THE BLOG
10/09/2014 06:09 pm ET Updated Dec 06, 2017

Making Mobile Games #ArtofY

A year and a half ago, designer Patrick Moberg came to his friend Paul Murphy, a partner at Betaworks, with a great idea for a mobile game. This idea would become Dots, a "brick breaker"-style puzzle game, and lead to the creation of Playdots, Inc., a company that Paul hopes will fill "a gap in the market for well-designed, original-yet-simple, games."

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Alex Schattner: How long did it take to develop Dots?

Paul Murphy: Patrick spent four months coding the game, and then we worked together to launch it. Incredibly, he designed and built the first game on his own. I helped with product input and marketing. Now our team has grown to eighteen people, and Dots is an independent games studio.

We brought our people in from all over the country to join our creative and eclectic team. A few people from the team split off and worked to create TwoDots (the Dots sequel). Building that game took six months and we launched it this past June.

How do you know when a game is completed?

A friend described it best "It's never completed; you just release it." We learned that early on. Patrick set the four-month deadline for the first game, and we confirmed a story with Jordan Crook at TechCrunch to ensure we finished on time; so there was going to be an article either way.

It was by no means done when we launched it--it took us another six months before we were happy--but that forced us to get the bare bones features completed, and not worry about unnecessary add-ons.

What coding languages do you use?

We built the first game in Cocos2D. It was a great language to get something out quick. Now we are working with Unity, which is a cross-platform language that will allow us to use the same framework on multiple mobile platforms.

What were the biggest challenges in the creative process?

The first 10% and the last 10% are the hardest. The first 10% is figuring out, "How am I going to make this beautiful, unique, and addictive?" The last part is perfecting everything, figuring out down to the smallest detail how you want everything to flow.

Do you know how a game will work before it launches?

We have a few layers of testing for usability and understanding. The first is within our team. We play-test everything, everyday. It's pretty fun. Then we share it with family and friends--people like my step-mom or my five year-old nephew. Then we test it in certain markets, like Australia.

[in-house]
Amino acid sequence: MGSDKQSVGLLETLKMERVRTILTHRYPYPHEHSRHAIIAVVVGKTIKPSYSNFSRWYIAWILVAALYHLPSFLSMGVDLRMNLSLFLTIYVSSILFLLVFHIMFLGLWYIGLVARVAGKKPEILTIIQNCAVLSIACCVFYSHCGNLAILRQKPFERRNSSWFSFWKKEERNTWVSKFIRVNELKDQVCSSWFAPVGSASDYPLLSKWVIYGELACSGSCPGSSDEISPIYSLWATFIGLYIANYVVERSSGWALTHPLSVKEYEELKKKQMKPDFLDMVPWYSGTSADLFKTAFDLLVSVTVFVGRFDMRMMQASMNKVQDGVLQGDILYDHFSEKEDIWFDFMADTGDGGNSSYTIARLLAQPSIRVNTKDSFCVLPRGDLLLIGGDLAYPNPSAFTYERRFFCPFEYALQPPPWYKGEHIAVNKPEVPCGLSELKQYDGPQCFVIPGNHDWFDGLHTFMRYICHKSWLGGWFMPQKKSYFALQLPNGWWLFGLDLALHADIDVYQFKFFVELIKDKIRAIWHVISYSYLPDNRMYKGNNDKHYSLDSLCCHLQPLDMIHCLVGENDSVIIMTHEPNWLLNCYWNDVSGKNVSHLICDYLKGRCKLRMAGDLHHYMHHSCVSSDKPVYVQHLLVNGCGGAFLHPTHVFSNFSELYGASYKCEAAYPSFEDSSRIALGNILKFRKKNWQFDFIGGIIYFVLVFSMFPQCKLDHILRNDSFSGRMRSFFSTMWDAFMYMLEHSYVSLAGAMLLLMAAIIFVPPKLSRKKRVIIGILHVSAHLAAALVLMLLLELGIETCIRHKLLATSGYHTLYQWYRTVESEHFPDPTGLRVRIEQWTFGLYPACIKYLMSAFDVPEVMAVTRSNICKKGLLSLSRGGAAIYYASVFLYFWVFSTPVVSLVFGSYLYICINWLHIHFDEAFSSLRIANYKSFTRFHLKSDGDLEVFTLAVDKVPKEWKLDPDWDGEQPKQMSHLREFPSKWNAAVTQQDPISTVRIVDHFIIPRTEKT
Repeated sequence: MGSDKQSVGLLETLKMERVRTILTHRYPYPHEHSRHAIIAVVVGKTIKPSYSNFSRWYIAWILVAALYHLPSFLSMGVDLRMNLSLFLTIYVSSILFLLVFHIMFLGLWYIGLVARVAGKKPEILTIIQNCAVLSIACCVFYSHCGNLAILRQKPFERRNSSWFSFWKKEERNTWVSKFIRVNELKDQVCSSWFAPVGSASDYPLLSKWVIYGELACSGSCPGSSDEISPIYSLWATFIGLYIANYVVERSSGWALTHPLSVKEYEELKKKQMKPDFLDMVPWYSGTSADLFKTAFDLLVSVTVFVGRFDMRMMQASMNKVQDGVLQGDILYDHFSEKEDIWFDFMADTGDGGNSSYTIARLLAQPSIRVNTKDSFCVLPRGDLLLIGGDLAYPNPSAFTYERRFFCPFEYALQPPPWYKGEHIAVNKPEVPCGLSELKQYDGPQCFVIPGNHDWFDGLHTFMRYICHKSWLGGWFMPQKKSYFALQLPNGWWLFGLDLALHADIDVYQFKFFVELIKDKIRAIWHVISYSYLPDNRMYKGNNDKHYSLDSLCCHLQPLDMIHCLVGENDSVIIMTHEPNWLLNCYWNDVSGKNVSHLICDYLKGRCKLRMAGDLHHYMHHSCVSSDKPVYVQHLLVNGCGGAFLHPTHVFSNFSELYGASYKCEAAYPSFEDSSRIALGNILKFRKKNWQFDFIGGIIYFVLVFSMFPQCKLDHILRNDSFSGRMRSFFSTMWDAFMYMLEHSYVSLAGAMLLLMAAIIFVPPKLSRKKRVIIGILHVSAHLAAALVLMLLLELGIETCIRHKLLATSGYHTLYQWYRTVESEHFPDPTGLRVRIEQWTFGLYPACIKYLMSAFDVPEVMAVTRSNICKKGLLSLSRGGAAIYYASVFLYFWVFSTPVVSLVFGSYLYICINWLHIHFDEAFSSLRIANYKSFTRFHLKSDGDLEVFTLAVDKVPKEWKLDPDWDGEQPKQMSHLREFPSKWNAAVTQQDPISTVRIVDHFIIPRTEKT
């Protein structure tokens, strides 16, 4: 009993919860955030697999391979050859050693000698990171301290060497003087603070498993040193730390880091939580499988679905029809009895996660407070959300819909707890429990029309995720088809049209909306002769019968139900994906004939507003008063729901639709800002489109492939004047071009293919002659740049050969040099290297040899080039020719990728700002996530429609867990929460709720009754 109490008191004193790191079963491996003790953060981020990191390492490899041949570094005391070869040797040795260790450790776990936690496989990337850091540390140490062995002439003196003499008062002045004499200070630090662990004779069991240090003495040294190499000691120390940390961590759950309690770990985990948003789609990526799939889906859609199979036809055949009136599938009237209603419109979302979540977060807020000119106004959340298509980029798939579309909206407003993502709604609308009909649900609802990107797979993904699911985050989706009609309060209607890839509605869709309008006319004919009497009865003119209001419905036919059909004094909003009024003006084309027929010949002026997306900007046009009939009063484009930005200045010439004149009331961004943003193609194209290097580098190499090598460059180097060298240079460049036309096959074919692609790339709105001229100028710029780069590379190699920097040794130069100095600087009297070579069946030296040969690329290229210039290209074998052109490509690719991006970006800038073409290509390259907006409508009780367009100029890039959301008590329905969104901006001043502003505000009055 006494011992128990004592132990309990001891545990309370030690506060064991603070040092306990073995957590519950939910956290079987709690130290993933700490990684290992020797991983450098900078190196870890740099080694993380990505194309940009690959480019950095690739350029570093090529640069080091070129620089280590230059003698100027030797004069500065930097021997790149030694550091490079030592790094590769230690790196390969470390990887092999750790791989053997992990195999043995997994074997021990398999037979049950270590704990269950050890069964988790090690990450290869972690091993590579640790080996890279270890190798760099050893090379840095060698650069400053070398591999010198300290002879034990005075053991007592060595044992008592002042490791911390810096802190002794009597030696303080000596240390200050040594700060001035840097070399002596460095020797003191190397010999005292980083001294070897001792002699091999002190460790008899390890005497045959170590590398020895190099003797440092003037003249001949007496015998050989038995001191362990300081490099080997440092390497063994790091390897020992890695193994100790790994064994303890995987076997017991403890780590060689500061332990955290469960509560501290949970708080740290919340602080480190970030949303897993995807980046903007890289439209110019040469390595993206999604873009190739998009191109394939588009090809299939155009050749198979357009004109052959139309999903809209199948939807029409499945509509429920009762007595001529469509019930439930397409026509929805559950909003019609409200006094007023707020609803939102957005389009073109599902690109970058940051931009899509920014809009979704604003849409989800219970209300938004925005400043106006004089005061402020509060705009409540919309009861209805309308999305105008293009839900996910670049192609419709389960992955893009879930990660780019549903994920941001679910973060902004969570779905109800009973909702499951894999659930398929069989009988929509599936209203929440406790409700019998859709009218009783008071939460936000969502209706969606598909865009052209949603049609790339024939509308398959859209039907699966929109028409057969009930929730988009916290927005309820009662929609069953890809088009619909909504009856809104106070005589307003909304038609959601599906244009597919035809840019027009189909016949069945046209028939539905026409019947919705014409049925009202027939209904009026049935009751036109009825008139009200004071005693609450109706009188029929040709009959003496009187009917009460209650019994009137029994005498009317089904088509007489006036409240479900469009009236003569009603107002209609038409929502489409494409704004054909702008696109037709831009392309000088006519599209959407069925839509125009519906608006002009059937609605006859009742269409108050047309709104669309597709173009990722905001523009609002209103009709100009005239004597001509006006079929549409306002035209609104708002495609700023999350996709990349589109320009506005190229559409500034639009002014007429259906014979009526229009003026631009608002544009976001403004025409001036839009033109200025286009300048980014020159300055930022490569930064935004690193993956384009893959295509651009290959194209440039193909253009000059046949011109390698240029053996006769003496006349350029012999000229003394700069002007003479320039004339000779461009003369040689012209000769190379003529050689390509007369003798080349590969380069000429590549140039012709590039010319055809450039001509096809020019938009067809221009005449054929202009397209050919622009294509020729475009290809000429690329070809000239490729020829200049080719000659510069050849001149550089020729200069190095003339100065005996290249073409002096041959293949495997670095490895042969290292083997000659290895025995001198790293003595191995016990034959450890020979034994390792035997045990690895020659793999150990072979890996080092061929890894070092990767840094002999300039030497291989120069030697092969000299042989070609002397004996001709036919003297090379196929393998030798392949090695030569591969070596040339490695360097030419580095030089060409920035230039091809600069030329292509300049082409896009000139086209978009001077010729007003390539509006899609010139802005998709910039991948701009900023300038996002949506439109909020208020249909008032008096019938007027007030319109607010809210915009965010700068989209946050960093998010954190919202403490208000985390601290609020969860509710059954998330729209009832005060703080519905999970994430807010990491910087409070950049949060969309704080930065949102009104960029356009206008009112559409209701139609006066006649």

How do you make changes after a game has launched?

Small feature changes can be added to our server and immediately show up on your device. Other kinds of changes must be installed through updates.

Once in the Apple Store how do you promote a game?

After Jordan's article, we relied mostly on word-of-mouth. Then the Apple team discovered and promoted it. That relationship helped a lot when we launched TwoDots, in getting the initial word out.

How do you monetize the games?

Making a game free is the best option to build an audience, because it expands distribution. That leaves two moneymaking options: advertising within the game or in-app purchases. We did advertising deals with Samsung and GE, but they weren't long-term. We added new features to the game for those companies. As part of GE's "Lights Out" campaign they promoted an event called "Gravity Day," in celebration of their jet engines. So, we created "Gravity Mode" where the dots dropped instead of disappearing. We used a gravity simulation to have them bounce.

Who are your main competitors?

There are a lot of design studios--bigger ones--who have more money and can turn out games faster, but we're doing well. In June, several studios including King, with 150 million daily users launched new games at the same time as us, but according to AppAnnie, we logged more downloads during our launch month than any other studio. We have only positive things to say about the other studios out there, but it shows small players can quickly shake things up in this industry.

Hollywood is also getting involved, right? Kim Kardashian's game has done very well.

Yes. Kim paired up with Glu Mobile. We're thankful that their partnership has opened celebrities' eyes to this extension of their brand. It can be more lucrative than a movie or fragrance deal. We've had famous people come to us with concepts.

Is that why you're working with Full Picture (PR)?

We met Full Picture after launching the first game. One of our colleagues went to a party at Heidi Klum--whom they represent--'s house, and met them.

We didn't want to work with a traditional PR company, because we're looking more for partnerships than just press placements. Our first collaboration was with Nigel Barker. He took over all our social media accounts, and uploaded pictures with a new perspective.

We're currently teaming up with Russell James, the lead photographer for Victoria's Secret. Nigel and Russell are very active on social media and use platforms like Instagram as extensions of their brands and as a way to communicate with their fans. This was a unique opportunity for them to engage with our millions of players and an appropriate brand alignment because of Dots' commitment to thoughtful design.

What is the theme of pictures?

Dots is "The game about connecting," so we wanted photos about... connecting. Some Russell James photographs showed tribal artisans in western Australia who create objects that later become high-end fashion items.

What's next? Is Dots sticking to puzzle games?

We're going to stay with puzzles for a while. We're aiming to release several games a quarter. We have some [non-puzzle] ideas, but they're only sketches right now. We want to create a game that's an extension of our current brand so we can retain our current gamers, and attract new ones.

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